The day before the shoot, we went on a hike up to another lake in the mountains fairly close to our location for the shoot day. It was a beautiful location, but I can’t say it really improved my sense of confidence and level headedness before the shoot that was going to involve me wild swimming! I don’t know why, but I am squeamish and as we sat having our lunch by the lake shore, Matt started to comment that he could see tadpoles, leaches and all manner of other weird and wonderful creatures. We commented and laughed at how this lake we’d found was like a witch’s cauldron full of the kind of things you’d expect to hear in a fairytale. As we headed back to the car, I started to worry about what creatures I’d encounter in the lake the following day. I felt a bit nervous. I think Matt could tell I was feeling scared as the following morning he assured me he’d done some research and that those leeches weren’t in fact the blood sucking kind so I should be ok. Well, that was that then. Literally no reason to held back now, ey? Except, you know, this sense, for some reason that I was going to be horrifically impacted by this. What if I couldn’t handle the cold? At all moments within this worry, I seemed to have forgotten that I could just…you know…get out, if I didn’t like it. Sometimes our logic just doesn’t take over, does it?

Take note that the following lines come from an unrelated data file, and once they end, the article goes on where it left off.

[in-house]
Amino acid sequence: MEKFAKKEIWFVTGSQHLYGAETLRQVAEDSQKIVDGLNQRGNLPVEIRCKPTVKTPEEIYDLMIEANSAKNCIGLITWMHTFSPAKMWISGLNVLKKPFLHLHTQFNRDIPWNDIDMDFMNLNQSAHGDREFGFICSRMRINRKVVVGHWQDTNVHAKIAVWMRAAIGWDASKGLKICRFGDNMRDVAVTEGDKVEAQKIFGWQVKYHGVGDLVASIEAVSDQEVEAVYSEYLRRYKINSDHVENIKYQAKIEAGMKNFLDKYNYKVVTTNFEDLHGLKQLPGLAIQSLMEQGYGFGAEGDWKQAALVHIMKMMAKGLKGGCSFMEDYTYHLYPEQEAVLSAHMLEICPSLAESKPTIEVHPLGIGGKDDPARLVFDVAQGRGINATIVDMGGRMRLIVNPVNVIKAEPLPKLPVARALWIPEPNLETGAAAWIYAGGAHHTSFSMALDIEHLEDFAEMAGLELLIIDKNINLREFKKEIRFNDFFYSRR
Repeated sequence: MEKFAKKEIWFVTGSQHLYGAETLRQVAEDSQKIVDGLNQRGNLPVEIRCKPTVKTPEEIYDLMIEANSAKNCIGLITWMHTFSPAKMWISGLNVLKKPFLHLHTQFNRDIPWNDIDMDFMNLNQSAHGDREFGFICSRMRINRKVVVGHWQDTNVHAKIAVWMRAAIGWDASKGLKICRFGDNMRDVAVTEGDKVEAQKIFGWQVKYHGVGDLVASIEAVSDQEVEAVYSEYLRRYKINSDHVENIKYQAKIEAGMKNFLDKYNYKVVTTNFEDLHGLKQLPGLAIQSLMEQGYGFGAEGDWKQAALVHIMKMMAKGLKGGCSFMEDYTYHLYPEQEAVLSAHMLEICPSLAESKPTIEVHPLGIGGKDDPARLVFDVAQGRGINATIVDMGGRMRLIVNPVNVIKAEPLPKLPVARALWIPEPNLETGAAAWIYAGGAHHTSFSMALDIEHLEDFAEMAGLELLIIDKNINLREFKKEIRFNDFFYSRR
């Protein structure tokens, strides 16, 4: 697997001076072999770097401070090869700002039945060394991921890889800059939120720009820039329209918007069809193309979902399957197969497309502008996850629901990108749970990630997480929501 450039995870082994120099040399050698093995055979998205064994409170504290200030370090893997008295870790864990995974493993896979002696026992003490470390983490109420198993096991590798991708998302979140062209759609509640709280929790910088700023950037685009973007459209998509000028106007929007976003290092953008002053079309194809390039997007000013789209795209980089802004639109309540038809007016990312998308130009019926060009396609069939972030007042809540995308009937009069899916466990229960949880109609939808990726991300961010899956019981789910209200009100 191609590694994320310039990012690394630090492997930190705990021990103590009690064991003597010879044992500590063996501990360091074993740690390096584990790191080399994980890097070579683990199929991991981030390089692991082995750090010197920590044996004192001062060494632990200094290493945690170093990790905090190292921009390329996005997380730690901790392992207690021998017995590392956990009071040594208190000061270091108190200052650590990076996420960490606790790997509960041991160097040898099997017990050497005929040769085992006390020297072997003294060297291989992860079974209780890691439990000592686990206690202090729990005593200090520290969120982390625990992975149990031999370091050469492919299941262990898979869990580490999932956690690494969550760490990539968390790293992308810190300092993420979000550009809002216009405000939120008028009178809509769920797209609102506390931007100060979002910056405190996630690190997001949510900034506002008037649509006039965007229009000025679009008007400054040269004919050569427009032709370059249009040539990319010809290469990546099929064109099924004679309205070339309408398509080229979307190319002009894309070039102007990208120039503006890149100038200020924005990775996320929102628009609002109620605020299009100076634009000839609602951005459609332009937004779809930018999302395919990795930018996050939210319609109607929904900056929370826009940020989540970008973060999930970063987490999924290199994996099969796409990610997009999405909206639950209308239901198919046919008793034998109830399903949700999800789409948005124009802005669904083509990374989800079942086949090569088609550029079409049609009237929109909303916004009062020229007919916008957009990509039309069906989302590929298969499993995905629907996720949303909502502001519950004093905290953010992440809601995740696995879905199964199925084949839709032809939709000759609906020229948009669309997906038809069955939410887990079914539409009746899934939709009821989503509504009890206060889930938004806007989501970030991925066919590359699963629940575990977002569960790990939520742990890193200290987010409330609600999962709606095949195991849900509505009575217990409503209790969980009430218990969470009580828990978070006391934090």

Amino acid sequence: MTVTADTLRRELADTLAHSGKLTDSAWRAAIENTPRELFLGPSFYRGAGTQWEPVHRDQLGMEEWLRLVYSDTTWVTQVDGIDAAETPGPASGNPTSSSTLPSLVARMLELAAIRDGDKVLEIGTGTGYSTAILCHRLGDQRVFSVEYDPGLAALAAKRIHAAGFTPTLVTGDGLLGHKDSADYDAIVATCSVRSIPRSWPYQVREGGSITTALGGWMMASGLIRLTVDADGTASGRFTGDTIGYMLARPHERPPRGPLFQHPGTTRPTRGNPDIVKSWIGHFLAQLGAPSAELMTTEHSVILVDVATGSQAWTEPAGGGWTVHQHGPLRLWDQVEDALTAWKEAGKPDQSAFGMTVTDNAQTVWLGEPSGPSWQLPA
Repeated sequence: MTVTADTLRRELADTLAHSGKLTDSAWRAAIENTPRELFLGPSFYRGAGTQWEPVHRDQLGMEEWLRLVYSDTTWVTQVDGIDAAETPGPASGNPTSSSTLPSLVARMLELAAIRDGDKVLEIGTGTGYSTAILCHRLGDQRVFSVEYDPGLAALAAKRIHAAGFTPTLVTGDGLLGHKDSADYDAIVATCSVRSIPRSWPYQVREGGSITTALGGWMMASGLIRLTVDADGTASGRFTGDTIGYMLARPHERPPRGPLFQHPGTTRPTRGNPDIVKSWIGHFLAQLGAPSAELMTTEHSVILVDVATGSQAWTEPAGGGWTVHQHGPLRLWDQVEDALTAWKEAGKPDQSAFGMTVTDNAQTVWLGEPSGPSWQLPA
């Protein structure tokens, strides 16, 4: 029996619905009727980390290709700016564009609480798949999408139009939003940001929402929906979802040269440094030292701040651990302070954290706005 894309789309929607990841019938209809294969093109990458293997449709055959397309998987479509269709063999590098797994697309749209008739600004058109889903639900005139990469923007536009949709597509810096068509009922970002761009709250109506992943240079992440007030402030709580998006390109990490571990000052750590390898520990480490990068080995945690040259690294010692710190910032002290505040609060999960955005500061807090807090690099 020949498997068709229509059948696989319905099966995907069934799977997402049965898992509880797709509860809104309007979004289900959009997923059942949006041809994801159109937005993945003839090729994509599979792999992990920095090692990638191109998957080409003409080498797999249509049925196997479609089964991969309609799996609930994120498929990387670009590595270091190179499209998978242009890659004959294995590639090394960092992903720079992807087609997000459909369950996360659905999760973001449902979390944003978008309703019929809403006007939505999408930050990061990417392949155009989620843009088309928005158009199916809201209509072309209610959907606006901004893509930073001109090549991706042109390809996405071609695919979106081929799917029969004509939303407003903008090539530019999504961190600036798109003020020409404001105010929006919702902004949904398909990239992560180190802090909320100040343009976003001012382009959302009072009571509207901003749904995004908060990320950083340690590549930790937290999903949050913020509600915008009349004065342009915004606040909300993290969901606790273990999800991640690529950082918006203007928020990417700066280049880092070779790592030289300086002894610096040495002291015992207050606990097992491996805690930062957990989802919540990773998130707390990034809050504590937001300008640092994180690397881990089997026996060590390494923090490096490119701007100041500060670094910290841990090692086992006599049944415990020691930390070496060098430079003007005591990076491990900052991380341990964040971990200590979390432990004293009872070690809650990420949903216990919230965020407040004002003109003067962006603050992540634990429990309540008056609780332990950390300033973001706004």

We’d decided that the wild swimming section of the shoot was to be last, due to the fact that I’d be wet through. That didn’t really help things. As we started to walk uphill to our destination, I started to think that I just wanted to get it over with – having it be at the end just made me feel nervous. I’d planned this shoot out to the letter – and was especially keen that it was likely to be quiet. I’d done my research, it all looked good. However, what we seemed to realize very shortly after arriving was that when something is described as one of the still generally wild and remote places in Wales, it has probably had a massive increase in people (like us) visiting, who want solitude. It was not quiet. I felt even more nervous about my wild swim. It wasn’t helped by the fact that just before the lake I’d planned to swim in, there was a sign saying, ‘do not enter the water’. Brilliant! I thought – what was I going to do now? At the same time, the part of me who would have been quite happy not doing it, also thought, brilliant! I was determined not to let that part win over.